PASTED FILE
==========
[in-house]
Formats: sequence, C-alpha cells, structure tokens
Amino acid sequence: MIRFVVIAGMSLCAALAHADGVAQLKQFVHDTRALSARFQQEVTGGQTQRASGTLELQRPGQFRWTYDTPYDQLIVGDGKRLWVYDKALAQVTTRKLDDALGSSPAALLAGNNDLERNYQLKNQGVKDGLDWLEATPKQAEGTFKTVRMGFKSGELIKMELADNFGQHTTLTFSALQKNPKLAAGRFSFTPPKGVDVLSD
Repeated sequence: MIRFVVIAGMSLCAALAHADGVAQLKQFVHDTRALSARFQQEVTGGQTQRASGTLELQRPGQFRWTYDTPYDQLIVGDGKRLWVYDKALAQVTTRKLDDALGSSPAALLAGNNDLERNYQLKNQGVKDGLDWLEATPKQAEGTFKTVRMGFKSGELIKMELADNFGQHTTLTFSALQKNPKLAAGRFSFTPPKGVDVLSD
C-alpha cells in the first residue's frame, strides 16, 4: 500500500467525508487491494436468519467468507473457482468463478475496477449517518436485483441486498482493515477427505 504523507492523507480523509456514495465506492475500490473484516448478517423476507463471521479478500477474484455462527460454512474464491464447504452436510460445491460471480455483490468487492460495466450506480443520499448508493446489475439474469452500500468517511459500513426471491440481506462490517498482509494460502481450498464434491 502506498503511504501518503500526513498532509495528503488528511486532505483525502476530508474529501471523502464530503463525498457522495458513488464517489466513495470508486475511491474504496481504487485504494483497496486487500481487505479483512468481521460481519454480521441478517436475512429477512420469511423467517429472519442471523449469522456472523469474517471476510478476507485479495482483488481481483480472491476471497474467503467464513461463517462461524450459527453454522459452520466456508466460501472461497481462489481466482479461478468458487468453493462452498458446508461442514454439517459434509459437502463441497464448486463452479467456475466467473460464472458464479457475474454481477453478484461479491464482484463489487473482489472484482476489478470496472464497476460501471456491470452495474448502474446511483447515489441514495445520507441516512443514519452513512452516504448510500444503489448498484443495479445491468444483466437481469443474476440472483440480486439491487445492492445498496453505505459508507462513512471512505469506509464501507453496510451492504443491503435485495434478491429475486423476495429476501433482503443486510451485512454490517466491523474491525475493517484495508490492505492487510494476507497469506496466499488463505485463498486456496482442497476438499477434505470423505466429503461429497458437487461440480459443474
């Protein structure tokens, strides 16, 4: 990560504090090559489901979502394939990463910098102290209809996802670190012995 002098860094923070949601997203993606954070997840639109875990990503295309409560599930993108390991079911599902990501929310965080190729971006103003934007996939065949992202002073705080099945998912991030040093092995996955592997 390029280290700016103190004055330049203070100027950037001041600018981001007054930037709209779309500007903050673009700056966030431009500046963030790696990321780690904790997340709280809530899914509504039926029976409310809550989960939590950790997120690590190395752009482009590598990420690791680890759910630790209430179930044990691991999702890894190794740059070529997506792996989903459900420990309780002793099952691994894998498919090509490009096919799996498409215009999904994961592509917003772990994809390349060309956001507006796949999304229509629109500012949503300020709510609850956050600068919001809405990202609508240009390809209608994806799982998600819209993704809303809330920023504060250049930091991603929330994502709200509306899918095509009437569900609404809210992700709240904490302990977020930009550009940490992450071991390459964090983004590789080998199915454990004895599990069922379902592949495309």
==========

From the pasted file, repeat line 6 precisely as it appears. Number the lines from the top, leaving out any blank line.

């Protein structure tokens, strides 16, 4: 990560504090090559489901979502394939990463910098102290209809996802670190012995 002098860094923070949601997203993606954070997840639109875990990503295309409560599930993108390991079911599902990501929310965080190729971006103003934007996939065949992202002073705080099945998912991030040093092995996955592997 390029280290700016103190004055330049203070100027950037001041600018981001007054930037709209779309500007903050673009700056966030431009500046963030790696990321780690904790997340709280809530899914509504039926029976409310809550989960939590950790997120690590190395752009482009590598990420690791680890759910630790209430179930044990691991999702890894190794740059070529997506792996989903459900420990309780002793099952691994894998498919090509490009096919799996498409215009999904994961592509917003772990994809390349060309956001507006796949999304229509629109500012949503300020709510609850956050600068919001809405990202609508240009390809209608994806799982998600819209993704809303809330920023504060250049930091991603929330994502709200509306899918095509009437569900609404809210992700709240904490302990977020930009550009940490992450071991390459964090983004590789080998199915454990004895599990069922379902592949495309």